By Mike Hanley on August 24, 2010
The U.S. Department of Energy’s Argonne National Laboratory outside of Chicago is synonymous with the rise of nuclear power in the last century, but it's currently improving a technology that could already be sitting in your garage: the diesel engine.
Despite offering significantly better fuel economy than comparable gas engines, diesels have failed to attract a large audience in the U.S. There are a number of reasons for this, but as automakers introduce more diesel-powered cars in the U.S., scientists at Argonne National Laboratory are working on ways to improve diesels.
"[Diesel] technology is wonderful, and we're glad that people are going to be driving it — it's available today — but we're looking ahead," said Steve Ciatti, mechanical engineer at Argonne's Center for Transportation Research. "The latest work that I'm doing right now in fact has to do with running a diesel engine on lousy-quality gasoline. It sounds strange but, it's true."
"In an effort to pursue more reductions in emissions levels and even higher efficiency and more robustness, we're always trying to press that envelope of science and technology."
The diesel engine that's the subject of Ciatti's efforts is a 1.9-liter motor from GM Europe. With testing conducted thus far, Ciatti says he's been able to retain the traditional fuel economy benefits of a diesel while producing the cleaner exhaust signature of a gas engine, with relatively minimal degradation in power.
Mass-produced, this type of technology could address a number of transportation-related issues. Lower fuel consumption and emissions levels are the most apparent — and arguably the most important — benefits, but there are potentially other benefits to fuel providers and consumers. The experimental engine is running around 65-octane gasoline, which is cheaper for oil companies to produce because it doesn't require as many additives as regular pump gas. Giving a diesel the ability to run on gas addresses the problem of limited diesel fuel availability in some parts of the U.S., which is another stumbling block to widespread acceptance.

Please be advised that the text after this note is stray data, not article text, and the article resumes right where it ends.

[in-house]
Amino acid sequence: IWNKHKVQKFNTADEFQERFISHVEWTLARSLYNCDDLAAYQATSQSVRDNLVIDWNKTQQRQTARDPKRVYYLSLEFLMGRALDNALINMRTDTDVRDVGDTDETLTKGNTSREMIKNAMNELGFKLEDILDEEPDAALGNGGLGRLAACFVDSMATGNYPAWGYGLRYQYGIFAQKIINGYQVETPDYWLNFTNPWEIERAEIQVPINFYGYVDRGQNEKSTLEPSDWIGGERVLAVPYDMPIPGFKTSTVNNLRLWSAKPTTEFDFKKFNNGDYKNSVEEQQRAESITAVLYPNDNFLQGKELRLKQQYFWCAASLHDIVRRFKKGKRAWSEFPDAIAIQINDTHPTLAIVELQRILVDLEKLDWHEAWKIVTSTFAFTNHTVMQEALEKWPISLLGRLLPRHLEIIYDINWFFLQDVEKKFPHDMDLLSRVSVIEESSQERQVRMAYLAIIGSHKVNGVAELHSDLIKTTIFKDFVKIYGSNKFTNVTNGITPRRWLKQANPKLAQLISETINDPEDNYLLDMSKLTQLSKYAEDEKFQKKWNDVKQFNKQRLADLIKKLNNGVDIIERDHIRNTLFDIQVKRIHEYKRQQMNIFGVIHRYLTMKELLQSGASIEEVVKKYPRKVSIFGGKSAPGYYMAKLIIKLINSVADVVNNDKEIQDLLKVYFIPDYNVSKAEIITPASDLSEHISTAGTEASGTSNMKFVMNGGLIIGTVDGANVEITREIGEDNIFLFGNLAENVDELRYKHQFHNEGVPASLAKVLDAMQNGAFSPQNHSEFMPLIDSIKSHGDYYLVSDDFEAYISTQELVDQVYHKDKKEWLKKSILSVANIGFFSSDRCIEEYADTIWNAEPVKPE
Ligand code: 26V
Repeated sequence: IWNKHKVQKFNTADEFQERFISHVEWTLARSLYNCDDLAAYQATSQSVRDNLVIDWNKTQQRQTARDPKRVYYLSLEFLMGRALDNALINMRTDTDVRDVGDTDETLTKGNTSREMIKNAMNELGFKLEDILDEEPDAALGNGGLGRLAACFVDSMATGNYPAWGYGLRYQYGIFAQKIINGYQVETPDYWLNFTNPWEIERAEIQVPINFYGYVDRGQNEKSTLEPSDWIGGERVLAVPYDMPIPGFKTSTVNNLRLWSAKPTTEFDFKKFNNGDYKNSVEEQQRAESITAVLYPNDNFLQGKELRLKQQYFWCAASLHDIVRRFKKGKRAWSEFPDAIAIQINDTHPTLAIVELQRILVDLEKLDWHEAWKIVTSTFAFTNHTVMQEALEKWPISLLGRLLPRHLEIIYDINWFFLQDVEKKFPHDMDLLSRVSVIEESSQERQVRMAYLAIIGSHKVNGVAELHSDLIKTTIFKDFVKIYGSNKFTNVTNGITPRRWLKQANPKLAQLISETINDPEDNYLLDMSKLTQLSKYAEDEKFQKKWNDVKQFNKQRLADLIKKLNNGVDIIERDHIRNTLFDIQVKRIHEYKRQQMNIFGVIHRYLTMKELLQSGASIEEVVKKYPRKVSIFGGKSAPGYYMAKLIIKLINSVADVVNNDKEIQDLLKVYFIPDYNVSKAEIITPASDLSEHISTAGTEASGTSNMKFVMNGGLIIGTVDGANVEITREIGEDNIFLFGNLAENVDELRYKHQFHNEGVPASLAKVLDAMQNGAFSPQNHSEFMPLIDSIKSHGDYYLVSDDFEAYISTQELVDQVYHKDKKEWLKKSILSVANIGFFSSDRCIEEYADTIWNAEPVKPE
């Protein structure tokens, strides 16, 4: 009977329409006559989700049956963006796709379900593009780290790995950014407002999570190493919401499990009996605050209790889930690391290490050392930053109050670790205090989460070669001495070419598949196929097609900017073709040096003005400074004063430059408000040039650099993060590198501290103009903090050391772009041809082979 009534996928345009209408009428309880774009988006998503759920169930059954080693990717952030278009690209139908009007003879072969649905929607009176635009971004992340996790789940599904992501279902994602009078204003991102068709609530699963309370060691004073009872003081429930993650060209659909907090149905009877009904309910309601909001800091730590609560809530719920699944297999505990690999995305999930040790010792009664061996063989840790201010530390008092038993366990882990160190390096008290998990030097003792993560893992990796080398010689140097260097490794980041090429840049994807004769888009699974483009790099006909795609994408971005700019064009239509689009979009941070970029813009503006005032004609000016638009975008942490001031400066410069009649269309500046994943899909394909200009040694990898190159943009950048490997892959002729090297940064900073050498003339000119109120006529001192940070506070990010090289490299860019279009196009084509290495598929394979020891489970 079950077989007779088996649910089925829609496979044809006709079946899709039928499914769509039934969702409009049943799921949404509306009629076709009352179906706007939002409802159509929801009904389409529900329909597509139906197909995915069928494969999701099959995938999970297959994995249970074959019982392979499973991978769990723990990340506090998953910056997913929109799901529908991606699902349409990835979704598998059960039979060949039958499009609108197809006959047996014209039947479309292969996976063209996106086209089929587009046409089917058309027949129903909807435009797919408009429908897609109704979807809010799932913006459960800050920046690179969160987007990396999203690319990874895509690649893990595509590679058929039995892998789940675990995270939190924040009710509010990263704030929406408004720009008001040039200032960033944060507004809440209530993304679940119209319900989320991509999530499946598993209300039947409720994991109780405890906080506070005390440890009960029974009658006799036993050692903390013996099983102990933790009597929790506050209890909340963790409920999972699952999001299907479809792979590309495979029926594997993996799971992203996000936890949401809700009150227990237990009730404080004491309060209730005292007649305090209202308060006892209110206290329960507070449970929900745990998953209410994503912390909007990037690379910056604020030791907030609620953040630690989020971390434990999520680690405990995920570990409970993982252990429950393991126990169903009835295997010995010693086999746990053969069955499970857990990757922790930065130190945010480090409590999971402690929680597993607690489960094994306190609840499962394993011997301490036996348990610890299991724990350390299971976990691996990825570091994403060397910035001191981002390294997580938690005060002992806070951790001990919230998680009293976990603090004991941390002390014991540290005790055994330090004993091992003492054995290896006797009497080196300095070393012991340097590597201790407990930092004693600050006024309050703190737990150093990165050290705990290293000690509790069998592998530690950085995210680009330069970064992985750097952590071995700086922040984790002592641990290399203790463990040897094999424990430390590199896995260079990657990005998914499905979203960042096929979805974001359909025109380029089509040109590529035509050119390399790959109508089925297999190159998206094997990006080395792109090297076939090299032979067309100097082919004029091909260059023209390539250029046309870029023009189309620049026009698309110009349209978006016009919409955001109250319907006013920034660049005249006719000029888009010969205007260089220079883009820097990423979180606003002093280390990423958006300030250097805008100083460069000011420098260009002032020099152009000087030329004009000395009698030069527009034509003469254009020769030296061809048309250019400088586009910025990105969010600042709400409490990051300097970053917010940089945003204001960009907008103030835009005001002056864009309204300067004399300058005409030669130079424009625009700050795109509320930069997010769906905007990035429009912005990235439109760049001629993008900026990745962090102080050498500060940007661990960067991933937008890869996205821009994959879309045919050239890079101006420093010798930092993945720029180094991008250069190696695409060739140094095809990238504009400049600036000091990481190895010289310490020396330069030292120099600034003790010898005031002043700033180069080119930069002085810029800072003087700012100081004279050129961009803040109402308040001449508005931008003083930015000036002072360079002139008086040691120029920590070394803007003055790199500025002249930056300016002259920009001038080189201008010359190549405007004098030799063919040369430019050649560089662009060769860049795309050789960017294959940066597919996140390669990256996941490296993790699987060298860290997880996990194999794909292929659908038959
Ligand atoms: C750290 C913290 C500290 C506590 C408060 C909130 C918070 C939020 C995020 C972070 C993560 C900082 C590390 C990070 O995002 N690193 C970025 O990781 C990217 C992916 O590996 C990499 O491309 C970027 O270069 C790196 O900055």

"[GM is] very interested in the gasoline work that I'm doing," Ciatti said. GM provides engines and technical assistance to support the work but doesn't contribute money. It's a far cry from where GM was 30 years ago, when it and other automakers like Ford had commanding market share and huge R&D operations, Ciatti says.
"These days [the automakers are] more concerned about staying financially afloat," Ciatti said. "That's just the practical economic reality."
While much of Argonne's work is confined to the lab at the moment, it may not be a few years from now. One of Argonne's projects is to find ways to increase the efficiency of commercial diesel trucks, which are heavy users of diesel fuel, and there's the expectation that the work will result in a new truck sitting in Washington, D.C., in three to five years, according to Argonne researcher Thomas Wallner. Perhaps the gas-powered diesel engine isn't far away, either.
Senior Editor Mike Hanley is a father of three boys; he reviews new cars, admires classic cars and has embraced the minivan lifestyle. Email Mike